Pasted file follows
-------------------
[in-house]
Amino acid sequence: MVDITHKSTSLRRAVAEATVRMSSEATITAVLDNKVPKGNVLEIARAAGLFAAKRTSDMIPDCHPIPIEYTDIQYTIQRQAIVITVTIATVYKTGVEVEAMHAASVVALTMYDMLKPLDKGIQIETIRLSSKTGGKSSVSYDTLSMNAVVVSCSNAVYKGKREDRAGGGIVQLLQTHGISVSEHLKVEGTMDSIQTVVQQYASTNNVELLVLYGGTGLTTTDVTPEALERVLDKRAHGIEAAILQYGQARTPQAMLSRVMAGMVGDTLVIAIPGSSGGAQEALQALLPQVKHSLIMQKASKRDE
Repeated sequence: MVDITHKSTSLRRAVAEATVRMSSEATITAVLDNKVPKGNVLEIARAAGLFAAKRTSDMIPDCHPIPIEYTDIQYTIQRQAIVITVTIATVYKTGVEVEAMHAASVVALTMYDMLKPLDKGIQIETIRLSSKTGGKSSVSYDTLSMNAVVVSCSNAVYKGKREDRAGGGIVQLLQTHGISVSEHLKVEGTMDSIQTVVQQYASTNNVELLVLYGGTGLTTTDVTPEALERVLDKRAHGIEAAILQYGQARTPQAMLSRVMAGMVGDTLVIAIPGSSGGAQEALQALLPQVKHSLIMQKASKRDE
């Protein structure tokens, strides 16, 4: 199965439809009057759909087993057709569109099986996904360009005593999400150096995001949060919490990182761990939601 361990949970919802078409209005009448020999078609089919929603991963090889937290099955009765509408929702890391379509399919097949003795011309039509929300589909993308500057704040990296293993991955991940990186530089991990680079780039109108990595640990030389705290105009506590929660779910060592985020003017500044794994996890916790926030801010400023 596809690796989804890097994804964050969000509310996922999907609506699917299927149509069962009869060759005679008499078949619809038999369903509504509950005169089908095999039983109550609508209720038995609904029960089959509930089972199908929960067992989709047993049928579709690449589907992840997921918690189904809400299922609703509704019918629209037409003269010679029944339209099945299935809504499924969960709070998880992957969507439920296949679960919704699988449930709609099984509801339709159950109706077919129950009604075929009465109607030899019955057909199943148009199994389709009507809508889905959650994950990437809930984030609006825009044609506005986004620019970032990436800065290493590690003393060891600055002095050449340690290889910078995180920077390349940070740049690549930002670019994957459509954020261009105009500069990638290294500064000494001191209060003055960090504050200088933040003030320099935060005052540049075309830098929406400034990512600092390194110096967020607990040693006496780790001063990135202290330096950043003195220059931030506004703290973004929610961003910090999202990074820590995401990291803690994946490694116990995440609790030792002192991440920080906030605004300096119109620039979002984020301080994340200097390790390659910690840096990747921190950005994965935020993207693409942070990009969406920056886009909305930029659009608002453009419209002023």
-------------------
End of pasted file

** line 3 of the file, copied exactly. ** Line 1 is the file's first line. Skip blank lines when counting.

Repeated sequence: MVDITHKSTSLRRAVAEATVRMSSEATITAVLDNKVPKGNVLEIARAAGLFAAKRTSDMIPDCHPIPIEYTDIQYTIQRQAIVITVTIATVYKTGVEVEAMHAASVVALTMYDMLKPLDKGIQIETIRLSSKTGGKSSVSYDTLSMNAVVVSCSNAVYKGKREDRAGGGIVQLLQTHGISVSEHLKVEGTMDSIQTVVQQYASTNNVELLVLYGGTGLTTTDVTPEALERVLDKRAHGIEAAILQYGQARTPQAMLSRVMAGMVGDTLVIAIPGSSGGAQEALQALLPQVKHSLIMQKASKRDE